BEIJING // A pretty young woman, fast cars and lavish lifestyles - the story of "Guo Meimei Baby" as she calls herself has all the elements of a trashy novel or television drama.
Instead of being a harmless fantasy, this tale of alleged corruption, which has gripped China in recent weeks, threatens to derail the work of the country's biggest charity.
The controversy centres on photographs Ms Guo posted of herself online, accompanied by her claim to be a commercial general manager for the Red Cross Society of China (RCSC).
The pictures show the young woman draped across expensive sports cars, enjoying drinks in the business class section of an aeroplane and clasping expensive handbags.
The Chinese branch of the Red Cross has denied it has links to Ms Guo, who in turn later insisted she was not employed by the charity.
However, a board member of an organisation that runs campaigns for the Red Cross in China has resigned amid allegations Ms Guo was his mistress and that the young woman's luxury lifestyle may have been paid for by funds embezzled from the organisation.
Such was the outrage generated by Ms Guo's boastful depiction of her lifestyle, first posted on her microblog last month, that at one stage, more than half a million blog posts were reportedly being written about the issue a day.
It risks though becoming much more than a storm in an online teacup, since state media have reported that up to 90 per cent of people polled have said they may refuse to donate to the RCSC in future.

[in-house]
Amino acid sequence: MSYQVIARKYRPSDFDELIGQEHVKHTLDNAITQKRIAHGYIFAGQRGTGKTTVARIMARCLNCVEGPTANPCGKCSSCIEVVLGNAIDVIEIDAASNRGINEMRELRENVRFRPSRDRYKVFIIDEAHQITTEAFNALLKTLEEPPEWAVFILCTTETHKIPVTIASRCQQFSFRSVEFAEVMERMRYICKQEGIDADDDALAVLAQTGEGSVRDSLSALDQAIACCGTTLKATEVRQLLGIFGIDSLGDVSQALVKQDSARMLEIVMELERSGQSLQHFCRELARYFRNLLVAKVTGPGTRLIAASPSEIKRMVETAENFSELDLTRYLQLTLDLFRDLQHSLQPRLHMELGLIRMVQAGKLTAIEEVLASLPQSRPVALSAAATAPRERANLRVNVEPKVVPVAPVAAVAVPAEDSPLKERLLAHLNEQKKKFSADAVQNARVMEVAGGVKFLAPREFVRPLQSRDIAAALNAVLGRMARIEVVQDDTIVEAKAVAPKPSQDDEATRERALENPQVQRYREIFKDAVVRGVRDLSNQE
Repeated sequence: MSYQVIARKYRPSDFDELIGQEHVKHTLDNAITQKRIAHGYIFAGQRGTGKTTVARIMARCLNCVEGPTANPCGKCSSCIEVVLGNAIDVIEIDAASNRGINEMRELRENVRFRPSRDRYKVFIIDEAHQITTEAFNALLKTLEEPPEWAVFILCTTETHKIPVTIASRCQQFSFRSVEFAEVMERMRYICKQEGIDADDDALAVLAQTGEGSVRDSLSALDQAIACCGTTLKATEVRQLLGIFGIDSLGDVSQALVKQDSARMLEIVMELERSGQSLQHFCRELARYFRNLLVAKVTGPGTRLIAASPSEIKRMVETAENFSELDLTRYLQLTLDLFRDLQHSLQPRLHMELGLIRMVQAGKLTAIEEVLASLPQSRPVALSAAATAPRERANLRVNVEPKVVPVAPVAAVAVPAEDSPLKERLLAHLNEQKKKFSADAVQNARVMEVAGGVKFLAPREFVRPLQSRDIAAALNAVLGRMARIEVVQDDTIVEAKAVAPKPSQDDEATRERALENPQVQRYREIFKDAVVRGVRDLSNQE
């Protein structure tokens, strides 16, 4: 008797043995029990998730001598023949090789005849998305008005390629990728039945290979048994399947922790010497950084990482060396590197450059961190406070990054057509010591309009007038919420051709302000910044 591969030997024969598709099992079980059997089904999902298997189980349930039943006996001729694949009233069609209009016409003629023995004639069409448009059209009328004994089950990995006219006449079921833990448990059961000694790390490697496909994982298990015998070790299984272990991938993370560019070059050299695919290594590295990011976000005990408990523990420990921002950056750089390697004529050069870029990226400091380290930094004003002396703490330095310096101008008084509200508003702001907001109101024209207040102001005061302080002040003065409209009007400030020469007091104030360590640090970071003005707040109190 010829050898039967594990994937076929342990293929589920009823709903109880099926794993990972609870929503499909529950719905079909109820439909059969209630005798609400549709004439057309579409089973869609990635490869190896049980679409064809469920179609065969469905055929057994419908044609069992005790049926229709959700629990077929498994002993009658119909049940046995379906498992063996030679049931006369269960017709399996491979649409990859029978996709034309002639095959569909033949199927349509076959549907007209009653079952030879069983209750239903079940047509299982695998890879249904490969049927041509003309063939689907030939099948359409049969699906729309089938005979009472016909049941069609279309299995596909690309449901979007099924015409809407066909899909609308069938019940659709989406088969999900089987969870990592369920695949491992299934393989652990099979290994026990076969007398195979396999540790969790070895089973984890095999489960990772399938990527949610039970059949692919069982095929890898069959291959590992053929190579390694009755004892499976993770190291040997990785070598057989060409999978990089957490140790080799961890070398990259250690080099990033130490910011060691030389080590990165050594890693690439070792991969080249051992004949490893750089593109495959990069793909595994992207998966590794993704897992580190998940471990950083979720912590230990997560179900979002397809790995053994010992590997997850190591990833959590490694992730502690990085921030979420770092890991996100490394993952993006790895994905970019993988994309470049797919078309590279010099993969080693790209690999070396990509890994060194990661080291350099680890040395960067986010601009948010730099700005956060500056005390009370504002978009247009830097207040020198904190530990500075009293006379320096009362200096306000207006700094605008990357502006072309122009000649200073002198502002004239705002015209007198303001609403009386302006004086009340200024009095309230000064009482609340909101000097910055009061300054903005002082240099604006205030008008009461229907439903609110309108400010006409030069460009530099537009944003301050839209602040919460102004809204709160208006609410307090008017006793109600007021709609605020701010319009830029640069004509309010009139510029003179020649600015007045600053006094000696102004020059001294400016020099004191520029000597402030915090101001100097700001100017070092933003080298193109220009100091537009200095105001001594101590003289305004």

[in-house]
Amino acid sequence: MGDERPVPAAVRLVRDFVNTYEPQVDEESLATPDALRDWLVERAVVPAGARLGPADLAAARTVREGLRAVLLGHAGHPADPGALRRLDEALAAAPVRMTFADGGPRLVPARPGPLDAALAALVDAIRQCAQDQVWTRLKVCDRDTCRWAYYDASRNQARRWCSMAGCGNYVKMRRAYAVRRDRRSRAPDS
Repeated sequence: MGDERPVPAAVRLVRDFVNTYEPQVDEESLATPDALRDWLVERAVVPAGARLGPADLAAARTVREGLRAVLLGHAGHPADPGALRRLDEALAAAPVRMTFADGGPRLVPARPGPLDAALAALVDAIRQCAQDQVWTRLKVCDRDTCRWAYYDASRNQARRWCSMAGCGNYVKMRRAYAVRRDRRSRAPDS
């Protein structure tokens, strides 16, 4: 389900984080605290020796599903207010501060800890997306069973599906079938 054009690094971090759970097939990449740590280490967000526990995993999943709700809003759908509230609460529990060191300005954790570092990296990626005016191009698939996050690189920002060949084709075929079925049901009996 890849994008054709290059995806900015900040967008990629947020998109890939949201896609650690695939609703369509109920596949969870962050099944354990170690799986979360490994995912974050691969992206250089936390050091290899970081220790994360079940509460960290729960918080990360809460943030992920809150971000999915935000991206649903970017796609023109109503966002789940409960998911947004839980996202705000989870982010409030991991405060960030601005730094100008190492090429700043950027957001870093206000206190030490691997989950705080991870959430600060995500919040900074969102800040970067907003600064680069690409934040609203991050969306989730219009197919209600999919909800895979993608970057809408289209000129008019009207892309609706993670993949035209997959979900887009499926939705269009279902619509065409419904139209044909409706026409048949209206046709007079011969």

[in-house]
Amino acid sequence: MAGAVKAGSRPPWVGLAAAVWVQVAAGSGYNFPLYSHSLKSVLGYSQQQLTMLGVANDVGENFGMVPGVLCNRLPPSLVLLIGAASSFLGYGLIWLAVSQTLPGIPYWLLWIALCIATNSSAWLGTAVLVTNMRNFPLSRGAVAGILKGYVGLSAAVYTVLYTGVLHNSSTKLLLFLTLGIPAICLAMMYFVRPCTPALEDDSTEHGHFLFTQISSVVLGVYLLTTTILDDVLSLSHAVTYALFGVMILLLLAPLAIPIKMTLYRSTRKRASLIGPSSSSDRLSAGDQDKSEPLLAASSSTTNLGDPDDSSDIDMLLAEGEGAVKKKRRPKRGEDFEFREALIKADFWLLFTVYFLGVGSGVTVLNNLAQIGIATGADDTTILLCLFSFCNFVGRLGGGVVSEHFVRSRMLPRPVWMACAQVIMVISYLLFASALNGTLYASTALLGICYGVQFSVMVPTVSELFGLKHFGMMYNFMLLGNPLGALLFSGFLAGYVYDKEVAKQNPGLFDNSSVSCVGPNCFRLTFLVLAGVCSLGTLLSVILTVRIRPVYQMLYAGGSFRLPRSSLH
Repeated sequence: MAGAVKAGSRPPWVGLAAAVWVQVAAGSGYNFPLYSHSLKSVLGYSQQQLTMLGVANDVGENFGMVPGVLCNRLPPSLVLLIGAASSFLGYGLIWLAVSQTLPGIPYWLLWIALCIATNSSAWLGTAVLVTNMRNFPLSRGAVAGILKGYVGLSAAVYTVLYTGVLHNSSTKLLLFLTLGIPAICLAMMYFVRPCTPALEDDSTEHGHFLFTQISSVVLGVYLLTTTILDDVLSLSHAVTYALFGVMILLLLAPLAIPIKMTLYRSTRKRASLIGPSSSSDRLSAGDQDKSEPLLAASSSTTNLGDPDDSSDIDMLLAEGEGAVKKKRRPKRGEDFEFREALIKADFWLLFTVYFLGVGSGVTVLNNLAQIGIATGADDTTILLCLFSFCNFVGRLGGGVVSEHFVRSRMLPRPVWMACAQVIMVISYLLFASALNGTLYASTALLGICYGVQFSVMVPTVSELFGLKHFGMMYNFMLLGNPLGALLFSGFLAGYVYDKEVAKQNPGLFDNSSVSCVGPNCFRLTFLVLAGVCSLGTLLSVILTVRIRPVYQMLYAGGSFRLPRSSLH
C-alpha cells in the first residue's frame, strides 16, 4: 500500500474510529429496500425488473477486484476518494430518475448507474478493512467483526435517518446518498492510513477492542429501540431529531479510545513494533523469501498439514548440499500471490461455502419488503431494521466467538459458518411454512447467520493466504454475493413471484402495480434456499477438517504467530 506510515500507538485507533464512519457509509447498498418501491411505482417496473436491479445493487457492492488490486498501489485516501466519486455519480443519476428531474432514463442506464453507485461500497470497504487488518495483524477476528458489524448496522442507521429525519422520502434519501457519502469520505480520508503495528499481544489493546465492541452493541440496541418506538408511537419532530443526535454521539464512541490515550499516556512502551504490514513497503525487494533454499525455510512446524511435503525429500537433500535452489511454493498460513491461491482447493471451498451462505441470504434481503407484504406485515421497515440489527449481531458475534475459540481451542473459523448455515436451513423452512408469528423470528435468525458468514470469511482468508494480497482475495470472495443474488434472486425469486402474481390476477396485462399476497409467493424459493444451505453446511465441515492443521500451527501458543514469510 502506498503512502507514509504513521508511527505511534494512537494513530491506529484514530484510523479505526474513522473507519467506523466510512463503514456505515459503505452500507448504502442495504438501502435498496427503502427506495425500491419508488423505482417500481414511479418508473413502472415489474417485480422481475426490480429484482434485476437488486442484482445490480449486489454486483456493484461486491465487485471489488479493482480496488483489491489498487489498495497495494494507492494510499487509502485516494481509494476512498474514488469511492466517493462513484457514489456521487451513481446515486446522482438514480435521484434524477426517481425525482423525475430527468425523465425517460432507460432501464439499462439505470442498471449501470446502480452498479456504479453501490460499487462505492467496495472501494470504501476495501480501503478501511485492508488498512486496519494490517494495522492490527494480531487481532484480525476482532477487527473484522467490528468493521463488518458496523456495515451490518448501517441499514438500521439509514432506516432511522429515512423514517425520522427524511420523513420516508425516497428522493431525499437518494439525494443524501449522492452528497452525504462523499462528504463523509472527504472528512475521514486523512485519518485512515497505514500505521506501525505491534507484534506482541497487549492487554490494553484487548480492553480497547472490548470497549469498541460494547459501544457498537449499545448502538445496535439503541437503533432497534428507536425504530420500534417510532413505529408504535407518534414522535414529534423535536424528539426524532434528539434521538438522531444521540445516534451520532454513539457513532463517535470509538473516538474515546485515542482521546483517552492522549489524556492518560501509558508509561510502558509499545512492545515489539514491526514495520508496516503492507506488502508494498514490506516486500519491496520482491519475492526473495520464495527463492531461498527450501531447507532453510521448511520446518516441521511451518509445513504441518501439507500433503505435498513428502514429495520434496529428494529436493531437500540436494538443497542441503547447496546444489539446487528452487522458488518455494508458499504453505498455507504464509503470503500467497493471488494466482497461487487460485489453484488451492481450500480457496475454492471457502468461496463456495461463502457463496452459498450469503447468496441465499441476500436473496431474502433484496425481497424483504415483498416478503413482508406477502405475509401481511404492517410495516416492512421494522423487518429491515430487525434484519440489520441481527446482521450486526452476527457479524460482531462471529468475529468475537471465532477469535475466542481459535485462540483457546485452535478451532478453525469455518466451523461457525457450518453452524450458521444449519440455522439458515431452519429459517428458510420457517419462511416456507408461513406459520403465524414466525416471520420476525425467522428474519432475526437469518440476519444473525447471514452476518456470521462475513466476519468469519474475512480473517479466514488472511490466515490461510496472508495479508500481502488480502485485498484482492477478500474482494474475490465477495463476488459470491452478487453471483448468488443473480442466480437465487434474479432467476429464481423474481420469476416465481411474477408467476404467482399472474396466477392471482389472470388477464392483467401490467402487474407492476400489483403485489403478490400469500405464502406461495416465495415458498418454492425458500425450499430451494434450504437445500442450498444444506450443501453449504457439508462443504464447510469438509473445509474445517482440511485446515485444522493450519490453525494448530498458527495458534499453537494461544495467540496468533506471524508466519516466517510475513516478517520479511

According to the official Xinhua news agency, total donations to charity by Chinese people increased by almost 30 per cent in 2010, reaching 70 billion yuan (Dh39.8 billion), compared to 54 billion yuan the previous year.
RCSC is China's largest charity and has been involved in high-profile rescue efforts following natural disasters, including earthquakes.
Yet in a country where the voluntary sector is heavily controlled by authorities keen to avoid the development of alternative power structures, the charity has strong ties to the government, which appoints its key officials.
It is part of the International Federation of Red Cross and Red Crescent Societies, although the latest concerns over its use of funds are not linked to its partners in other countries.
China's National Audit Office has recently highlighted a series of failings in how the RCSC uses funds and, in a bid to deal with public outrage, the organisation has said it will appoint outside monitors.
"We will humbly listen to different opinions, strengthen our sense of responsibility ... and strive to enhance the Red Cross Society's credibility in society," the RCSC said in a statement.
In a further attempt to stem its loss of support, the society has promised to make public what money it receives and how funds are spent.
The organisation was also the centre of controversy in April after its Shanghai branch spent 9,859 yuan (Dh5,601) on a restaurant meal for staff.
While insisting the money came from funds provided by the government to run the organisation, an official at the time acknowledged the meal "seriously violated relevant regulations and smeared the image of the Red Cross Society of China". Afterwards, the group promised to reveal publicly how it spent money. Some have seen the latest affair as symptomatic of the wider corruption problems that have tainted government and commerce in China.
"It's not just the government, not just business, not just the high-ranking officials ... irregularities, corruption, all these things are just part of daily life," said Ding Xueliang, a professor and political analyst at Hong Kong University of Science and Technology.
"It's also the case that the so-called social charity organisations are ... very murky, very obscuring, very unaccountable."
The worst thing about the controversy, he said, was that the amount Chinese citizens gave to charities would be "very badly affected".